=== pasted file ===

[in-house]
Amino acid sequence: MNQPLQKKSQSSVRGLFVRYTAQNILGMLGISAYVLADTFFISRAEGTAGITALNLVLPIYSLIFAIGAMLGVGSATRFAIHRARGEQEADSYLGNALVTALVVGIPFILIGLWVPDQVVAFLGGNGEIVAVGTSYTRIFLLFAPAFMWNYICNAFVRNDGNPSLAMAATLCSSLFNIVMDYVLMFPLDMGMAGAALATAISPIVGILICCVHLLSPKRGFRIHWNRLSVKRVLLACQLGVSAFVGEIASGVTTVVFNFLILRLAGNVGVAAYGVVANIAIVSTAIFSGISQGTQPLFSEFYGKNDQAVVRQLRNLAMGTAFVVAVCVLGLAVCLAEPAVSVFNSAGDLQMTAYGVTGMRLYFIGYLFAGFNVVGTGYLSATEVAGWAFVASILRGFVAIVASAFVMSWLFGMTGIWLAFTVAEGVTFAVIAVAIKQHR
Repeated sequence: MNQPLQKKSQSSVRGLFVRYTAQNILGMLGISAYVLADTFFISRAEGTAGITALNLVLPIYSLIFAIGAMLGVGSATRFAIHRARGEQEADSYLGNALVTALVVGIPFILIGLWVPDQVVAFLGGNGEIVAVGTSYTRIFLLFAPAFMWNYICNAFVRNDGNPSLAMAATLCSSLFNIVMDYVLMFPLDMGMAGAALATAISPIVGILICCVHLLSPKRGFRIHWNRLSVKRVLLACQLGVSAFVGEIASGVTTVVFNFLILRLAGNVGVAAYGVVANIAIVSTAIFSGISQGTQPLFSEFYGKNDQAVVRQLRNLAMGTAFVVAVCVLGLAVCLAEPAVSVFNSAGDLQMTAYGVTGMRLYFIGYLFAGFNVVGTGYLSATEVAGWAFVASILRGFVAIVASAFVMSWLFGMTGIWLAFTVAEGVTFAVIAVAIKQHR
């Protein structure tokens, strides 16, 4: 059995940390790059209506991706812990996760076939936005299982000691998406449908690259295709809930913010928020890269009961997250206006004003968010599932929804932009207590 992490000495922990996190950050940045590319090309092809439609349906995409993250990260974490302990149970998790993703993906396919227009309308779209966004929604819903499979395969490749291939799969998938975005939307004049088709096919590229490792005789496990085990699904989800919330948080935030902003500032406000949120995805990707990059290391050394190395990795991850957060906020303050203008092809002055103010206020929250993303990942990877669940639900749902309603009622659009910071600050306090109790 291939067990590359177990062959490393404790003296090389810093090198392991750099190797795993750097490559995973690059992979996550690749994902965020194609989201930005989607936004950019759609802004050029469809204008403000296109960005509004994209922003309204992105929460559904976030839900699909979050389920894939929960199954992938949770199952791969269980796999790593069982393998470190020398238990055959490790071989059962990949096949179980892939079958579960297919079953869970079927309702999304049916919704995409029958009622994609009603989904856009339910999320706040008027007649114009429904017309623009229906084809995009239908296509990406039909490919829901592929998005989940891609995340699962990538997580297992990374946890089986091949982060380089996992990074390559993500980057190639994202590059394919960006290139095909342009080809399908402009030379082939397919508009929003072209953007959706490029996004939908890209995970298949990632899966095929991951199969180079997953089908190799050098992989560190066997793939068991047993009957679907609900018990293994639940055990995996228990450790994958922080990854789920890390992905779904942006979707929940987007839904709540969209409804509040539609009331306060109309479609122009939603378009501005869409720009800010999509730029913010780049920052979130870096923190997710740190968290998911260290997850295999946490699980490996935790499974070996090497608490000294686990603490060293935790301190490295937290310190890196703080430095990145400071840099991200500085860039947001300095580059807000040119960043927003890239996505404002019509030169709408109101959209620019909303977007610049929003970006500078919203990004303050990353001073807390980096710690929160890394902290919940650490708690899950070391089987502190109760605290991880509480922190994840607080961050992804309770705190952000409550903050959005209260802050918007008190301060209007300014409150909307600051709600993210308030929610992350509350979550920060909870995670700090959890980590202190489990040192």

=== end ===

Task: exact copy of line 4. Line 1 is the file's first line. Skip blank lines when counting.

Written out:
């Protein structure tokens, strides 16, 4: 059995940390790059209506991706812990996760076939936005299982000691998406449908690259295709809930913010928020890269009961997250206006004003968010599932929804932009207590 992490000495922990996190950050940045590319090309092809439609349906995409993250990260974490302990149970998790993703993906396919227009309308779209966004929604819903499979395969490749291939799969998938975005939307004049088709096919590229490792005789496990085990699904989800919330948080935030902003500032406000949120995805990707990059290391050394190395990795991850957060906020303050203008092809002055103010206020929250993303990942990877669940639900749902309603009622659009910071600050306090109790 291939067990590359177990062959490393404790003296090389810093090198392991750099190797795993750097490559995973690059992979996550690749994902965020194609989201930005989607936004950019759609802004050029469809204008403000296109960005509004994209922003309204992105929460559904976030839900699909979050389920894939929960199954992938949770199952791969269980796999790593069982393998470190020398238990055959490790071989059962990949096949179980892939079958579960297919079953869970079927309702999304049916919704995409029958009622994609009603989904856009339910999320706040008027007649114009429904017309623009229906084809995009239908296509990406039909490919829901592929998005989940891609995340699962990538997580297992990374946890089986091949982060380089996992990074390559993500980057190639994202590059394919960006290139095909342009080809399908402009030379082939397919508009929003072209953007959706490029996004939908890209995970298949990632899966095929991951199969180079997953089908190799050098992989560190066997793939068991047993009957679907609900018990293994639940055990995996228990450790994958922080990854789920890390992905779904942006979707929940987007839904709540969209409804509040539609009331306060109309479609122009939603378009501005869409720009800010999509730029913010780049920052979130870096923190997710740190968290998911260290997850295999946490699980490996935790499974070996090497608490000294686990603490060293935790301190490295937290310190890196703080430095990145400071840099991200500085860039947001300095580059807000040119960043927003890239996505404002019509030169709408109101959209620019909303977007610049929003970006500078919203990004303050990353001073807390980096710690929160890394902290919940650490708690899950070391089987502190109760605290991880509480922190994840607080961050992804309770705190952000409550903050959005209260802050918007008190301060209007300014409150909307600051709600993210308030929610992350509350979550920060909870995670700090959890980590202190489990040192």